Trivia Roy Ashton's makeup for the creature included appliances created from a mold taken of real snakeskin.
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The Reptile (1966)
4th Jan 07
Charles Spalding gets a nasty surprise when snooping around his neighbours’ spacious abode, so nasty in fact that he ends up dead within seconds after being bitten by something ghastly that pops out from the shadows.
With his demise shrouded in mystery it comes down the deceased’s brother Harry and wife Valerie to discover the scaly reason for Charles’ demise after inheriting his cottage in a remote Cornish village. The finger of suspicion appears to be pointing to stroppy neighbour Dr. Franklyn and his daughter Anna but how are they involved in murders where the victims turn green and foam at the mouth?
Filmed back-to-back with the same director’s The Plague of Zombies and, as if often the case with Hammer productions, using the same sets and locations and some of the cast, The Reptile was released as a double bill with Rasputin – The Mad Monk in 1966.
The movie marked a change of direction by Hammer to move away from its more traditional horror roots – think the Dracula movies – and whilst not completely successful in terms of matching the vampire’s box office The Reptile still makes for an interesting variation on the norm and one of the more entertaining in their canon of movies.
Writer Anthony Hinds has crafted a nifty little murder mystery that keeps the audience interested throughout by telling enough along the way whilst never completely revealing just what the Hell is going on. There are also some unintentional laughs that add to the fun such as the silent and huffy manner in which the men drinking in the local bar all leave at the same time whenever Harry Spalding drops by, or the vicar who speed-reads each burial service like he has a more pressing engagement to get to.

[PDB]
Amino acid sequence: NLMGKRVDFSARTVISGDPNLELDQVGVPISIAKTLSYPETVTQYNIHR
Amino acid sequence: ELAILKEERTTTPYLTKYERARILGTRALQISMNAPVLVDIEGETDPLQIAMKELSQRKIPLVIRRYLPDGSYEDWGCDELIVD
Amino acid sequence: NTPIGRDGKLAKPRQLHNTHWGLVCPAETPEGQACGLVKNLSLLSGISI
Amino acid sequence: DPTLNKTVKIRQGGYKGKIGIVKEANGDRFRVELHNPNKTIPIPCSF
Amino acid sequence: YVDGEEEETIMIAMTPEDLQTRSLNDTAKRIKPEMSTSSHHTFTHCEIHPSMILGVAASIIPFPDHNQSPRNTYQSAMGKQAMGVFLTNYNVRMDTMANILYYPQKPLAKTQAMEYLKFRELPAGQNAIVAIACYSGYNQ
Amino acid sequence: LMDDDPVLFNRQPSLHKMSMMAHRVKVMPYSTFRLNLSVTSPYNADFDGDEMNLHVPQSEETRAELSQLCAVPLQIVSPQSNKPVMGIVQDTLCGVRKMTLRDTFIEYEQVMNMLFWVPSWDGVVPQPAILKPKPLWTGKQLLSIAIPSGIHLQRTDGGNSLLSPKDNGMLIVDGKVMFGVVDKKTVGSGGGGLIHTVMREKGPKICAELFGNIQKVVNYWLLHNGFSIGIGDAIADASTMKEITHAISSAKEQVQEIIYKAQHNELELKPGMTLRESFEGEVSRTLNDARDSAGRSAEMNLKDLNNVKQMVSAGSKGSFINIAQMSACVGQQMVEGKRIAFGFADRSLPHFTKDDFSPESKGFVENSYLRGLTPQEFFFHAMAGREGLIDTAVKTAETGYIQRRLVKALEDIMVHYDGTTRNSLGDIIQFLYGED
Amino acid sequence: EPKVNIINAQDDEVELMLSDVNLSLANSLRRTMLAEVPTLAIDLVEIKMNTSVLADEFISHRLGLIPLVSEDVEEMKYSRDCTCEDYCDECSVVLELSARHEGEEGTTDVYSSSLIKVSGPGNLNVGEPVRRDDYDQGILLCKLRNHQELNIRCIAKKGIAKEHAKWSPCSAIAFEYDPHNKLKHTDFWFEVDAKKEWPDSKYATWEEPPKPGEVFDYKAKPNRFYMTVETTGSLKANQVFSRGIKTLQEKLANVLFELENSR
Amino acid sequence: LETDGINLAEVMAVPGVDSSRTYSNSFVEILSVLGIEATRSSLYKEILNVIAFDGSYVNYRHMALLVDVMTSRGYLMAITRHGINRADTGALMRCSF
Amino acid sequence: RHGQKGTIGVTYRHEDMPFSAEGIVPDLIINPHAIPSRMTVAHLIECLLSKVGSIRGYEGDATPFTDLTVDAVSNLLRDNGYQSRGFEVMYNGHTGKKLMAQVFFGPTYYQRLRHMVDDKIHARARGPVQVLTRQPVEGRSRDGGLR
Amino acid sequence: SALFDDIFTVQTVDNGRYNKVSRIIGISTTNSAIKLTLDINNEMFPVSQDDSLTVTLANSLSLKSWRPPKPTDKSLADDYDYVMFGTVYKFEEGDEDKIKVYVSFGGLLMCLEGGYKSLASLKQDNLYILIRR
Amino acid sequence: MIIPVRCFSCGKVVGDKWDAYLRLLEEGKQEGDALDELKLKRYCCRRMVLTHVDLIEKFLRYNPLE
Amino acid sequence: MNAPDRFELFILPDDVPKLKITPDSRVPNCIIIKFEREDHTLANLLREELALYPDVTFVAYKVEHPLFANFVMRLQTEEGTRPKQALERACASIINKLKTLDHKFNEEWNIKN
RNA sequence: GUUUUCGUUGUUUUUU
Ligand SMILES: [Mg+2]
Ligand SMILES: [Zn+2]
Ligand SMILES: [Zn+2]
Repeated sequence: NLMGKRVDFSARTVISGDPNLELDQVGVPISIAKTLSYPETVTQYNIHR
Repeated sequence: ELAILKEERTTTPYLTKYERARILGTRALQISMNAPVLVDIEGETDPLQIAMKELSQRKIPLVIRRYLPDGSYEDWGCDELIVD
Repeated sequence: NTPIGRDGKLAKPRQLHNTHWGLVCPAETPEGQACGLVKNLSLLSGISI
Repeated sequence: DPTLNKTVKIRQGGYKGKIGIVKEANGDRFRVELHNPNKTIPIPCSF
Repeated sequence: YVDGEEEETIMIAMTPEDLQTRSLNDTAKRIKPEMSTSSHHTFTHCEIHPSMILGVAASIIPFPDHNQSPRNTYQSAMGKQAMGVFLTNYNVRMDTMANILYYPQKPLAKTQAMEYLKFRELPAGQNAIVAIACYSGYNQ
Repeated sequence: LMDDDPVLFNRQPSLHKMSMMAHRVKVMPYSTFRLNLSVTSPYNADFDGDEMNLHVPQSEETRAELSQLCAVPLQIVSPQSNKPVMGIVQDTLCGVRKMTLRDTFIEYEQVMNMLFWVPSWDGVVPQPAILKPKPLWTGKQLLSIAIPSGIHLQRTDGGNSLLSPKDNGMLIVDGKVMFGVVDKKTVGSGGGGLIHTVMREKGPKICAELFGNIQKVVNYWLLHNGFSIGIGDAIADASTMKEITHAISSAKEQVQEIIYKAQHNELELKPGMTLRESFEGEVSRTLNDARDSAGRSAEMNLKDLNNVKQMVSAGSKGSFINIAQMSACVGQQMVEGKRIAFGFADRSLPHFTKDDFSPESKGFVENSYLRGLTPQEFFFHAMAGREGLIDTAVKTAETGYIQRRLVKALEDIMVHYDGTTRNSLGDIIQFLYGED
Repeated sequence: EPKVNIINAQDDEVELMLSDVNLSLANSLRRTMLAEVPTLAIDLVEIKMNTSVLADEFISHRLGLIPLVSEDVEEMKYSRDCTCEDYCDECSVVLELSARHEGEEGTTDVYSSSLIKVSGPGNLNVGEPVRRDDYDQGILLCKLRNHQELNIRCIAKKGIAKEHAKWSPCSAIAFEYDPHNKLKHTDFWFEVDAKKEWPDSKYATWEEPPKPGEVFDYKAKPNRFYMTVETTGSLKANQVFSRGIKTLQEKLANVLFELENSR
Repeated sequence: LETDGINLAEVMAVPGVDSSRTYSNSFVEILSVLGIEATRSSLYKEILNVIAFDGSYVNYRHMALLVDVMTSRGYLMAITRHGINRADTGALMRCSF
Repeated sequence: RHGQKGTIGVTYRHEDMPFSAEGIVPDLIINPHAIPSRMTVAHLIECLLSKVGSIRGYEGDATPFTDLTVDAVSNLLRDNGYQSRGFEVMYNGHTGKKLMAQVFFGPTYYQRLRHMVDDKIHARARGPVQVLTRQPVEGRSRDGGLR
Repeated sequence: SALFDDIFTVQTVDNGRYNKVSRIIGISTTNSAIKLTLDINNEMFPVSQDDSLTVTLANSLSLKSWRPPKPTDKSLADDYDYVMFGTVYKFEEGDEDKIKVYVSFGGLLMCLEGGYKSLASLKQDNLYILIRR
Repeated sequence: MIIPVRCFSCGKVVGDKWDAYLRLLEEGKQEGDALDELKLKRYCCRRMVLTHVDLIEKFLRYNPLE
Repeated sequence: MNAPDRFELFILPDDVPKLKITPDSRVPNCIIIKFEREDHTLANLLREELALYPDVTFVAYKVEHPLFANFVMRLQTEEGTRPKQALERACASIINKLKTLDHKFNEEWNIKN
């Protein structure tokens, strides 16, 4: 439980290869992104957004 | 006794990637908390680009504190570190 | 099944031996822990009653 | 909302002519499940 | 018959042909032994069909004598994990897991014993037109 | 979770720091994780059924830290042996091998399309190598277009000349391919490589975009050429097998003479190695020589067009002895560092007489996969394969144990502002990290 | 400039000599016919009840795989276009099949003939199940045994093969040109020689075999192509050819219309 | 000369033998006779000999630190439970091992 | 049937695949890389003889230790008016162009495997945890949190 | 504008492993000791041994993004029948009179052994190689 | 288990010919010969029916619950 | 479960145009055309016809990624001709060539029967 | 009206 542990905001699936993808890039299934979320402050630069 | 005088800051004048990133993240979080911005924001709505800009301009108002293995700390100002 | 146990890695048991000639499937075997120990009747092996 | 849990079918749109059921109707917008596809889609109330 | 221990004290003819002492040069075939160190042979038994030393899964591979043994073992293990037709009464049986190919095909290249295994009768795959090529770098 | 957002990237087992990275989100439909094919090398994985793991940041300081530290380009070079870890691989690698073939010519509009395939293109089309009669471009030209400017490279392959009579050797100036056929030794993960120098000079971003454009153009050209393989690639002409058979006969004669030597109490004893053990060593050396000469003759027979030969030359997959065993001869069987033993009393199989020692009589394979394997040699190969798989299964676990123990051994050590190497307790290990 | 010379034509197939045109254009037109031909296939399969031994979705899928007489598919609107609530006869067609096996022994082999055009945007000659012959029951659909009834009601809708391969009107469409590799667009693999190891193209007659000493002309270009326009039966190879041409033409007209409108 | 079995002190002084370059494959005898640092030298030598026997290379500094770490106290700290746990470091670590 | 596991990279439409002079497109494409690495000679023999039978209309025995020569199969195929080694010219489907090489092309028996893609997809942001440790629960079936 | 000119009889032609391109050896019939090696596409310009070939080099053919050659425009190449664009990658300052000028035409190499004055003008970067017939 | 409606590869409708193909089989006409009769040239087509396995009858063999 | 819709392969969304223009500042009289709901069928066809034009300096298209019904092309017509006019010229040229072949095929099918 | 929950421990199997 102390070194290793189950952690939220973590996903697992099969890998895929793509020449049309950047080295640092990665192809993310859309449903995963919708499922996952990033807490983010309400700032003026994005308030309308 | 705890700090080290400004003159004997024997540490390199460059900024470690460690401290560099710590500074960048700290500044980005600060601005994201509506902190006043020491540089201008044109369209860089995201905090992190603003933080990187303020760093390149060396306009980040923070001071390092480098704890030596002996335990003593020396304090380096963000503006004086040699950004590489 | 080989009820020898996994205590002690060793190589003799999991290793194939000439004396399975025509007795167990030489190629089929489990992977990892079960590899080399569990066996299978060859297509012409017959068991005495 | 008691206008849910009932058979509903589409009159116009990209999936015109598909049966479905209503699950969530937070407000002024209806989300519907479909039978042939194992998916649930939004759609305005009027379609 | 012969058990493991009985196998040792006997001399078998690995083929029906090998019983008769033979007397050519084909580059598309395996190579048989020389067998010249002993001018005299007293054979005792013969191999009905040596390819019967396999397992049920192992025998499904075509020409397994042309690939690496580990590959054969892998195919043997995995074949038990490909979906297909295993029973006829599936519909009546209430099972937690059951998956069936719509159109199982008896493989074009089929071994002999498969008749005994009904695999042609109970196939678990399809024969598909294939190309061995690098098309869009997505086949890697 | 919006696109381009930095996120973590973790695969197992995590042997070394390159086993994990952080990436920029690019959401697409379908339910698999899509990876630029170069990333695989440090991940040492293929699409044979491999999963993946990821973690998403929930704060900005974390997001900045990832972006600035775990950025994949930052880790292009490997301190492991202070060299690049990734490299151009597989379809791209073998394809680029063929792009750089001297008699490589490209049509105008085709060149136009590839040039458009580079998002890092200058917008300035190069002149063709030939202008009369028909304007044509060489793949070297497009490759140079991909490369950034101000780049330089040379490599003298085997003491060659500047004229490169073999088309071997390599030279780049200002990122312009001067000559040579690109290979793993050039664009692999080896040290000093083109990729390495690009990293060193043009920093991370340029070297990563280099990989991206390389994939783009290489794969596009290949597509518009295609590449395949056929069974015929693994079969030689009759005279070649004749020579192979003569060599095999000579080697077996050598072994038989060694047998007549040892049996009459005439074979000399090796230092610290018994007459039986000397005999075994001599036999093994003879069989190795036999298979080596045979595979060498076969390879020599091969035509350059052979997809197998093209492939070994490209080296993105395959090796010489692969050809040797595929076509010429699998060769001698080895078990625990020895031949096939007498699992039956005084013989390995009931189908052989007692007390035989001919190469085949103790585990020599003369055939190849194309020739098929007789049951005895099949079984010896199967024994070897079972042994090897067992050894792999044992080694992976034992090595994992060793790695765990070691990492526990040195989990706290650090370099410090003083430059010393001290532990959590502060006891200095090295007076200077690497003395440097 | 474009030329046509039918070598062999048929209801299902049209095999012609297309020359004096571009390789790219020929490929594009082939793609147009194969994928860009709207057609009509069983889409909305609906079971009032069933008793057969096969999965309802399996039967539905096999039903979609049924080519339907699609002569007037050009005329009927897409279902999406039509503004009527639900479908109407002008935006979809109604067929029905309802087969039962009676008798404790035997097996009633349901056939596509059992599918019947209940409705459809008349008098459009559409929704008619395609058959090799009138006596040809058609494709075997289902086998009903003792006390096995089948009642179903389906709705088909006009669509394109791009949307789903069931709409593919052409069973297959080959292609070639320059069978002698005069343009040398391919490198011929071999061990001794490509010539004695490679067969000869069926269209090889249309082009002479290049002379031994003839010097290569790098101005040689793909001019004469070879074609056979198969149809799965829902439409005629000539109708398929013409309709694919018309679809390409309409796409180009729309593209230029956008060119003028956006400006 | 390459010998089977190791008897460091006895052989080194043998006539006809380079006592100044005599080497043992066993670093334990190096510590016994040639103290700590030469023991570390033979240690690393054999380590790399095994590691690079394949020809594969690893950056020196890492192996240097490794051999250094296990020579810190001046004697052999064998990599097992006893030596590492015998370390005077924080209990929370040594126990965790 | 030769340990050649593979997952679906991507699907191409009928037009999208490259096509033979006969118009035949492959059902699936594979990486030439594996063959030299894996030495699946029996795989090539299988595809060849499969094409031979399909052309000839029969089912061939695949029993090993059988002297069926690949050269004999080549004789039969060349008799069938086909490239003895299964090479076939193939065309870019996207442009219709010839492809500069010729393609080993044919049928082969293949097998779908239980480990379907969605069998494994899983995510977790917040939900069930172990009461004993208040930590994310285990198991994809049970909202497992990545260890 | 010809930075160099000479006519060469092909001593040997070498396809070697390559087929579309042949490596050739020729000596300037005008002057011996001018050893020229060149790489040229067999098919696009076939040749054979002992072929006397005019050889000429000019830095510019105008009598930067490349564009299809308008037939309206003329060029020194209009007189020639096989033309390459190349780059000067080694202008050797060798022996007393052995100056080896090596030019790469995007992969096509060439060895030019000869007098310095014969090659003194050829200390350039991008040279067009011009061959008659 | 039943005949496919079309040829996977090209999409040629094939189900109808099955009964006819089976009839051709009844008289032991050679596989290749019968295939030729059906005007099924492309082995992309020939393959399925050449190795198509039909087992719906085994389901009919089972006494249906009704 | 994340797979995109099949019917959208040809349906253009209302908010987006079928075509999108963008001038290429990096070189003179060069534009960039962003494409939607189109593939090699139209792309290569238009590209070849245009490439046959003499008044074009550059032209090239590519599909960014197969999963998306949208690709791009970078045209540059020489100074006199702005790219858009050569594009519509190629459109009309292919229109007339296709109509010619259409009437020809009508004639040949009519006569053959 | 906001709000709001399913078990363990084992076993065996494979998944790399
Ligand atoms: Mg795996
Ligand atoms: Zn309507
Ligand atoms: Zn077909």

Director John Gilling’s telling of the story is, however, unremarkable, leaving the cast to do all the work from the decent script and they help elevate the piece above the mediocrity Gilling was turning it into. Jennifer Daniel makes for a spunky female lead as Valerie Spalding coming across as more resourceful than the norm for a Hammer production and isn’t there to just stand there and scream all the time. Ray Barrett as her husband Harry is solid support but just don’t have him run too much. He appears incapable of running without flinging his arms around like he is about to break into a dance rather than rescue his missus from a hissing woman with a bad skin complaint.
Hammer regular Michael Ripper provides good support as bar owner Tom Bailey whom assists the Spalding’s with the little mystery happening right on their own doorstep. Hammer favourite Jacqueline Pearce does well to make Anna work even when in snake form with a mask that still looks pretty effective if a little inflexible all these years on.
Whilst the reptile of the title feeds on kittens and small rabbits and finds the cold a chore, someone in the make-up department forgot a crucial detail about our scaly friends. They don’t have hair. Sure saying she is half-woman and half-snake kind of covers the purpose but if they are going so far as to have her physical appearance look like a reptile and crucially shed skin like one, then surely that nice black hair she has tied up behind her head would suffer a little in the mix.
At the climax everything is explained in a fairly quick and dismissive fashion which undoes some of the hard work put in by the actors. It is also a shame that considering The Reptile is one of the more unique entries in the Hammer cannon, the DVD quality is just passable rather than tarted up spanking fresh. An interesting movie with some mood and tension that deserves to be seen regardless of the odd niggles.
Versions The DVD version reviewed was taken from the Ultimate Hammer Collection Box Set. See our earlier news story for full details of the 21 films included in the set.